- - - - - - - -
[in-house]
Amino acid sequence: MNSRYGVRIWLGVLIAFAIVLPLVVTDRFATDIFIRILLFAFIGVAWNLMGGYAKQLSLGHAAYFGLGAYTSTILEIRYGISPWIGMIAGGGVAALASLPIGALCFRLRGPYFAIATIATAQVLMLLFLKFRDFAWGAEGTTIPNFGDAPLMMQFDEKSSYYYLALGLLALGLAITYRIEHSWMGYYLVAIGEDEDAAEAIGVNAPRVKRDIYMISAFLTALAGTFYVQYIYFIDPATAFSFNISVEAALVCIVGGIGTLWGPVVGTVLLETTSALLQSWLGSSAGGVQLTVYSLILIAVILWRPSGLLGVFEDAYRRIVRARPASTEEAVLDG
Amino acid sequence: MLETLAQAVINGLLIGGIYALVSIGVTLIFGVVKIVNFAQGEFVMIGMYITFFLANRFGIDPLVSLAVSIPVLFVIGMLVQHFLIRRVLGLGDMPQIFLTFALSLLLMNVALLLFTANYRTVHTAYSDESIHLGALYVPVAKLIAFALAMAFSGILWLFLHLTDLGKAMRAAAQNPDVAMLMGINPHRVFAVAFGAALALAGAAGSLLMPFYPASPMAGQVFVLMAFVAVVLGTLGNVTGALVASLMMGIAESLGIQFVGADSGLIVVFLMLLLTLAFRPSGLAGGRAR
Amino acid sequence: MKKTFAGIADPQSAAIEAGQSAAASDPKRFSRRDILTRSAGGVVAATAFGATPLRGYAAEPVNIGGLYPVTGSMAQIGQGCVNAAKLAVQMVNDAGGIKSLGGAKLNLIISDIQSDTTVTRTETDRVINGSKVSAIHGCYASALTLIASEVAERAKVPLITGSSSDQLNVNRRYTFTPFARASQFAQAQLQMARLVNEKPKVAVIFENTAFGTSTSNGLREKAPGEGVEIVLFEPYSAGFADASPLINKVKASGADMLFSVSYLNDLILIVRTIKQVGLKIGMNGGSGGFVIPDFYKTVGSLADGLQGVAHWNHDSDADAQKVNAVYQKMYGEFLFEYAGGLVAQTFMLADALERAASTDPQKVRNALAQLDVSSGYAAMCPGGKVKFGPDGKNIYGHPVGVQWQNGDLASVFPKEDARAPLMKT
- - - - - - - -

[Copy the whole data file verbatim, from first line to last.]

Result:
[in-house]
Amino acid sequence: MNSRYGVRIWLGVLIAFAIVLPLVVTDRFATDIFIRILLFAFIGVAWNLMGGYAKQLSLGHAAYFGLGAYTSTILEIRYGISPWIGMIAGGGVAALASLPIGALCFRLRGPYFAIATIATAQVLMLLFLKFRDFAWGAEGTTIPNFGDAPLMMQFDEKSSYYYLALGLLALGLAITYRIEHSWMGYYLVAIGEDEDAAEAIGVNAPRVKRDIYMISAFLTALAGTFYVQYIYFIDPATAFSFNISVEAALVCIVGGIGTLWGPVVGTVLLETTSALLQSWLGSSAGGVQLTVYSLILIAVILWRPSGLLGVFEDAYRRIVRARPASTEEAVLDG
Amino acid sequence: MLETLAQAVINGLLIGGIYALVSIGVTLIFGVVKIVNFAQGEFVMIGMYITFFLANRFGIDPLVSLAVSIPVLFVIGMLVQHFLIRRVLGLGDMPQIFLTFALSLLLMNVALLLFTANYRTVHTAYSDESIHLGALYVPVAKLIAFALAMAFSGILWLFLHLTDLGKAMRAAAQNPDVAMLMGINPHRVFAVAFGAALALAGAAGSLLMPFYPASPMAGQVFVLMAFVAVVLGTLGNVTGALVASLMMGIAESLGIQFVGADSGLIVVFLMLLLTLAFRPSGLAGGRAR
Amino acid sequence: MKKTFAGIADPQSAAIEAGQSAAASDPKRFSRRDILTRSAGGVVAATAFGATPLRGYAAEPVNIGGLYPVTGSMAQIGQGCVNAAKLAVQMVNDAGGIKSLGGAKLNLIISDIQSDTTVTRTETDRVINGSKVSAIHGCYASALTLIASEVAERAKVPLITGSSSDQLNVNRRYTFTPFARASQFAQAQLQMARLVNEKPKVAVIFENTAFGTSTSNGLREKAPGEGVEIVLFEPYSAGFADASPLINKVKASGADMLFSVSYLNDLILIVRTIKQVGLKIGMNGGSGGFVIPDFYKTVGSLADGLQGVAHWNHDSDADAQKVNAVYQKMYGEFLFEYAGGLVAQTFMLADALERAASTDPQKVRNALAQLDVSSGYAAMCPGGKVKFGPDGKNIYGHPVGVQWQNGDLASVFPKEDARAPLMKT